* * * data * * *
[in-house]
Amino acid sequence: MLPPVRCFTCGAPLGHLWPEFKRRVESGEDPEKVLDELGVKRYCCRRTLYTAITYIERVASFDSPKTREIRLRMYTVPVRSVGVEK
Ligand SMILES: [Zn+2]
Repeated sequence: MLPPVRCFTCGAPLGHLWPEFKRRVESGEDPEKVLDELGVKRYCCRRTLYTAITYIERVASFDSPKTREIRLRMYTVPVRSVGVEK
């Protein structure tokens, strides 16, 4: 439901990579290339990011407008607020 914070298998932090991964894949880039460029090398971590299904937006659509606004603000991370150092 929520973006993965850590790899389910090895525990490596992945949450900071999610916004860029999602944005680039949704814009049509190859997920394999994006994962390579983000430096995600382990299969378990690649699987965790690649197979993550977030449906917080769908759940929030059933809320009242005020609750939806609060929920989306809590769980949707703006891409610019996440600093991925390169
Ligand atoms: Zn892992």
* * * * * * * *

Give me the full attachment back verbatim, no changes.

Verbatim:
[in-house]
Amino acid sequence: MLPPVRCFTCGAPLGHLWPEFKRRVESGEDPEKVLDELGVKRYCCRRTLYTAITYIERVASFDSPKTREIRLRMYTVPVRSVGVEK
Ligand SMILES: [Zn+2]
Repeated sequence: MLPPVRCFTCGAPLGHLWPEFKRRVESGEDPEKVLDELGVKRYCCRRTLYTAITYIERVASFDSPKTREIRLRMYTVPVRSVGVEK
């Protein structure tokens, strides 16, 4: 439901990579290339990011407008607020 914070298998932090991964894949880039460029090398971590299904937006659509606004603000991370150092 929520973006993965850590790899389910090895525990490596992945949450900071999610916004860029999602944005680039949704814009049509190859997920394999994006994962390579983000430096995600382990299969378990690649699987965790690649197979993550977030449906917080769908759940929030059933809320009242005020609750939806609060929920989306809590769980949707703006891409610019996440600093991925390169
Ligand atoms: Zn892992």